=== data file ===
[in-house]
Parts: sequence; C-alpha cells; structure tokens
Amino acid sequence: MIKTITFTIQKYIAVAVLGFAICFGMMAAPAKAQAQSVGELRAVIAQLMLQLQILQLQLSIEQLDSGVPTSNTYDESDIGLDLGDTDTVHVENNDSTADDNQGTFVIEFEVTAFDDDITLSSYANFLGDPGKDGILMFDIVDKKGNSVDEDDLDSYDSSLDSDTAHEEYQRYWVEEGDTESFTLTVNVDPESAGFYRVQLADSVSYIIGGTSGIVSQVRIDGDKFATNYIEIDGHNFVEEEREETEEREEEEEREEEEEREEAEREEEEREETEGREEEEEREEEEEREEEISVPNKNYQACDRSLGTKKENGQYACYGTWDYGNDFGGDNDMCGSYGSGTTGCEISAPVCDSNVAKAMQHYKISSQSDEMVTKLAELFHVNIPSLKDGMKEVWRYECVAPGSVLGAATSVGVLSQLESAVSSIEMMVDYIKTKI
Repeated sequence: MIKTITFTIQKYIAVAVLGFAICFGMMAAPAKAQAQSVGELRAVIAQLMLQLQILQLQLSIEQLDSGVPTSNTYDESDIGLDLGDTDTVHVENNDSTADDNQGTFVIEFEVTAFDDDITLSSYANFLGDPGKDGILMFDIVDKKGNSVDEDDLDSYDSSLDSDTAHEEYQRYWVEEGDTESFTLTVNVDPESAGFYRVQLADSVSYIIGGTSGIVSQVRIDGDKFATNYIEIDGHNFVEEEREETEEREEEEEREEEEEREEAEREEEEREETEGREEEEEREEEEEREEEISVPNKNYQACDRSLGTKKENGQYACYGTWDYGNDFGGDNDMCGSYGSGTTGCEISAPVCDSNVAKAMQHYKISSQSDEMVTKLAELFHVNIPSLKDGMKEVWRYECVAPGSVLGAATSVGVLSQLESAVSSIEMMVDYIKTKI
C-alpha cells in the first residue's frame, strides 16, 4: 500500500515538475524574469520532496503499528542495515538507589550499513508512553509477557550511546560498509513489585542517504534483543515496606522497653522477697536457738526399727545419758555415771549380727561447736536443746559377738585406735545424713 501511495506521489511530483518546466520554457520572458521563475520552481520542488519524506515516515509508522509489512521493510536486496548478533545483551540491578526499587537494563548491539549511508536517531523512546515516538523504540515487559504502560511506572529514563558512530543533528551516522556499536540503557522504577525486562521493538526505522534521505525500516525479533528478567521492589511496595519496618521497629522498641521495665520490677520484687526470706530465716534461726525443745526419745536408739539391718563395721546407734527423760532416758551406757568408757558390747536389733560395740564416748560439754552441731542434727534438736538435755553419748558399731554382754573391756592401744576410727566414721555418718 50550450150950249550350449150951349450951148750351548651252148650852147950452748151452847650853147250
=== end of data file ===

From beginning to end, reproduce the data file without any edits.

[in-house]
Parts: sequence; C-alpha cells; structure tokens
Amino acid sequence: MIKTITFTIQKYIAVAVLGFAICFGMMAAPAKAQAQSVGELRAVIAQLMLQLQILQLQLSIEQLDSGVPTSNTYDESDIGLDLGDTDTVHVENNDSTADDNQGTFVIEFEVTAFDDDITLSSYANFLGDPGKDGILMFDIVDKKGNSVDEDDLDSYDSSLDSDTAHEEYQRYWVEEGDTESFTLTVNVDPESAGFYRVQLADSVSYIIGGTSGIVSQVRIDGDKFATNYIEIDGHNFVEEEREETEEREEEEEREEEEEREEAEREEEEREETEGREEEEEREEEEEREEEISVPNKNYQACDRSLGTKKENGQYACYGTWDYGNDFGGDNDMCGSYGSGTTGCEISAPVCDSNVAKAMQHYKISSQSDEMVTKLAELFHVNIPSLKDGMKEVWRYECVAPGSVLGAATSVGVLSQLESAVSSIEMMVDYIKTKI
Repeated sequence: MIKTITFTIQKYIAVAVLGFAICFGMMAAPAKAQAQSVGELRAVIAQLMLQLQILQLQLSIEQLDSGVPTSNTYDESDIGLDLGDTDTVHVENNDSTADDNQGTFVIEFEVTAFDDDITLSSYANFLGDPGKDGILMFDIVDKKGNSVDEDDLDSYDSSLDSDTAHEEYQRYWVEEGDTESFTLTVNVDPESAGFYRVQLADSVSYIIGGTSGIVSQVRIDGDKFATNYIEIDGHNFVEEEREETEEREEEEEREEEEEREEAEREEEEREETEGREEEEEREEEEEREEEISVPNKNYQACDRSLGTKKENGQYACYGTWDYGNDFGGDNDMCGSYGSGTTGCEISAPVCDSNVAKAMQHYKISSQSDEMVTKLAELFHVNIPSLKDGMKEVWRYECVAPGSVLGAATSVGVLSQLESAVSSIEMMVDYIKTKI
C-alpha cells in the first residue's frame, strides 16, 4: 500500500515538475524574469520532496503499528542495515538507589550499513508512553509477557550511546560498509513489585542517504534483543515496606522497653522477697536457738526399727545419758555415771549380727561447736536443746559377738585406735545424713 501511495506521489511530483518546466520554457520572458521563475520552481520542488519524506515516515509508522509489512521493510536486496548478533545483551540491578526499587537494563548491539549511508536517531523512546515516538523504540515487559504502560511506572529514563558512530543533528551516522556499536540503557522504577525486562521493538526505522534521505525500516525479533528478567521492589511496595519496618521497629522498641521495665520490677520484687526470706530465716534461726525443745526419745536408739539391718563395721546407734527423760532416758551406757568408757558390747536389733560395740564416748560439754552441731542434727534438736538435755553419748558399731554382754573391756592401744576410727566414721555418718 50550450150950249550350449150951349450951148750351548651252148650852147950452748151452847650853147250